We summarize the above analysis in the following theorem for model (1.7).

Theorem 5.2. *Assume that (3.2), (5.4), and (H1) hold. Then, the positive equilibrium of (1.7) is locally asymptotically stable if and . (Figure 2).*

For now, fix , assume , and regard as a bifurcation parameter to obtain finer results on the stability of . Note that (5.2) takes the form of a second-degree exponential polynomial in , with all the coefficients of and depending on and . Thus, we use the method introduced by Beretta and Kuang [31], which gives the existence of purely imaginary roots of a characteristic equation with delay-dependent coefficients (see also [32, 33]). In order to apply the criterion in [31], we need to verify the following properties for and with defined in (5.6). For simplicity, we drop the dependence of and always assume that :(i),(ii),(iii),(iv) has a finite number of zeros,(v)each positive root of is continuous and differentiable in whenever it exists.

Here, and are defined by (5.5) and

Let be defined as in (iv). By (5.5), we obtain with

Before proceeding further, let us analyze the structure of described by (5.9). Set

We need the following hypotheses. and . and ..

Theorem 5.3. *Assume (3.2) holds.*(i)*If (H3) is satisfied, then has two different positive roots denoted by , respectively.*(ii)*If (H4) is met, then has a unique positive root .*

Define (3.2), (H2) and (H3) hold}, (3.2), (H2) and (H4) hold}.

Then, Now, we verify the properties (i)–(v) for . Firstly, (i) and (ii) are satisfied. Indeed, Then, from (5.5), we know Therefore, (iii) follows. Finally, (5.10) implies (iv) and (v).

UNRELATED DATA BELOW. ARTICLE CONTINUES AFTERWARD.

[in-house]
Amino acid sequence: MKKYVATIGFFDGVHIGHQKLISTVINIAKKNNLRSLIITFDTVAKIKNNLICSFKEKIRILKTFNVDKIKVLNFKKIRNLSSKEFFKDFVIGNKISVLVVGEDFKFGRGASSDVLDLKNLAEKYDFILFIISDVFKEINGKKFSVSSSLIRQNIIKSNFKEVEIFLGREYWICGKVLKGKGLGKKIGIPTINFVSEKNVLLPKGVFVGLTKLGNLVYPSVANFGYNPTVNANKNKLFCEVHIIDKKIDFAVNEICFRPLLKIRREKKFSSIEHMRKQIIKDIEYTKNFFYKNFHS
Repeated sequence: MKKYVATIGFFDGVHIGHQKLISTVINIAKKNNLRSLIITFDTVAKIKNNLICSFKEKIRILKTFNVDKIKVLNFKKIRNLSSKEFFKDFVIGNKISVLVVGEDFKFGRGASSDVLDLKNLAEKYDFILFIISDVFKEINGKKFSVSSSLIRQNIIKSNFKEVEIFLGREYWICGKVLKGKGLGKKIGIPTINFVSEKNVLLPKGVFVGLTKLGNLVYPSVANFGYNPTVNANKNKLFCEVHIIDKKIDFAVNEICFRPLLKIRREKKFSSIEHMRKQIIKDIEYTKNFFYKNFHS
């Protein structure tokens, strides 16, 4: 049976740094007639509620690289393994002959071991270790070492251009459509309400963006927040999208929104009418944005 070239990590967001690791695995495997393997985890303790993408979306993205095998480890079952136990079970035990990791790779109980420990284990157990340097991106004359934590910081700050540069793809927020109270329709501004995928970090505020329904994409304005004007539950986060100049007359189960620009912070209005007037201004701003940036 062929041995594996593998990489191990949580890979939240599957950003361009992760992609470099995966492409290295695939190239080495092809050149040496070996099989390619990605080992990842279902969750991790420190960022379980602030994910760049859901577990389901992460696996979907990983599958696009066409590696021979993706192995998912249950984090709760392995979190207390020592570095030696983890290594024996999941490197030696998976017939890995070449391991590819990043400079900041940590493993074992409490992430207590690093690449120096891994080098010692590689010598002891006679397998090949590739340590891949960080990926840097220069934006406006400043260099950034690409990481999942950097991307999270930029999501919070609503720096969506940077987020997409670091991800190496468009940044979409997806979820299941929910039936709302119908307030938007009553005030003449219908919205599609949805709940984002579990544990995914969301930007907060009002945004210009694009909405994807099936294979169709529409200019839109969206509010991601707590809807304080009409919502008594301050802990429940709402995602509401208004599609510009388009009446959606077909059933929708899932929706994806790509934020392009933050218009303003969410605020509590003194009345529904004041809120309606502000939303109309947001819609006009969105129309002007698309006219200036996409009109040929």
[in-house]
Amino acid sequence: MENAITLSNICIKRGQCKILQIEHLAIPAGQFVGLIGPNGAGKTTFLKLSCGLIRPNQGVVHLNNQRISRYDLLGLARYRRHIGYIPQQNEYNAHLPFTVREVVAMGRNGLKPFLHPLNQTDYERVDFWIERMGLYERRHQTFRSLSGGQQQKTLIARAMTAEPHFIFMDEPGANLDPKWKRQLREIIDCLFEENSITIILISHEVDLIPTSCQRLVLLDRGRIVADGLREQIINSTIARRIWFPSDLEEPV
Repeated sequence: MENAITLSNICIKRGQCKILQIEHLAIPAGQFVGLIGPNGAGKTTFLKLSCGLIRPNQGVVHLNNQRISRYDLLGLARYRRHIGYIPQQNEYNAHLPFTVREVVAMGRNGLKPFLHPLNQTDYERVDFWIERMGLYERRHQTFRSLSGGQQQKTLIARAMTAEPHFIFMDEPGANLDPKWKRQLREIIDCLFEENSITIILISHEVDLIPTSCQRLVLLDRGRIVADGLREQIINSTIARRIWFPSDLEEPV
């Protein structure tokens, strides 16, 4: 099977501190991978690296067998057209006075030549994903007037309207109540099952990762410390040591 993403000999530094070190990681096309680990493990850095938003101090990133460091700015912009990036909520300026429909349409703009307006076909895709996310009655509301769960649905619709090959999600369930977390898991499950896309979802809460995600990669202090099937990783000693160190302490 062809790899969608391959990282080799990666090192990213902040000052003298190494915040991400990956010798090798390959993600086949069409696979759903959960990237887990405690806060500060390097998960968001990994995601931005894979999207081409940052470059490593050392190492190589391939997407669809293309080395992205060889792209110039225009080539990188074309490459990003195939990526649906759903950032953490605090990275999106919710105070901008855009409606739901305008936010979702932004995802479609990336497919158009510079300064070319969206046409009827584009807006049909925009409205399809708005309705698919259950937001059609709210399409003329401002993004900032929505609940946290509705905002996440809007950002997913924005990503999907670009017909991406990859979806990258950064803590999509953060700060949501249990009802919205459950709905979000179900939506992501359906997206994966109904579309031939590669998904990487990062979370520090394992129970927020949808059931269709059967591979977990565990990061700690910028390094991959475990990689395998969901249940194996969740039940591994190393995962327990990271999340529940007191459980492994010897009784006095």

Let be a root of (5.2). Substituting it into (5.2) and separating the real and imaginary parts yield Then, we have Here, the dependence of the coefficients on is implicitly assumed.

By the definitions of and in (5.6) and applying the property (ii), (5.18) can be written as which lead us to Noting that Theorem 5.3 has given the explicit expressions of that satisfies on , define for Such defined above is well and uniquely defined for all (see [31]).

Therefore, with is a purely imaginary root of (5.2) if and only if is a zero of the , where with .

Hence, once we know such , this will give us a pair of delay values at which the stability switch may be possible when increasing the value of while keeping fixed (Figure 3). The following result is due to Beretta and Kuang [31].

Lemma 5.4. *The characteristic equation (5.2) has a pair of simple pure imaginary roots at , provided for . Moreover, if , then this pair of simple conjugate purely imaginary roots crosses the imaginary axis from left to right if and crosses the imaginary axis from right to left if , where
**
and if , then this pair of simple conjugate purely imaginary roots crosses the imaginary axis from left to right if and crosses the imaginary axis from right to left if , where
*

If , then only is feasible. In this case, we can easily observe that and for and , then without loss of generality, we may suppose Then, for one thing, stability switches occur at the zeros of , denoted by , if (H1) holds. For another, applying Theorem 5.2 and Hopf bifurcation theorem for functional differential equations (see Hale's book [34]), we can conclude the existence of a Hopf bifurcation. Before stating the main theorem, denote

Theorem 5.5. *Assume (3.2), (H1), (H2), and (H4) hold.*(i)*If has no positive zeros in I, then is locally asymptotically stable for all .*(ii)*If has at least one positive zero in I and (5.26) is met, then is locally asymptotically stable for and unstable for , that is, stability switches of stability-instability-stability occur. Hopf bifurcation takes place when , .*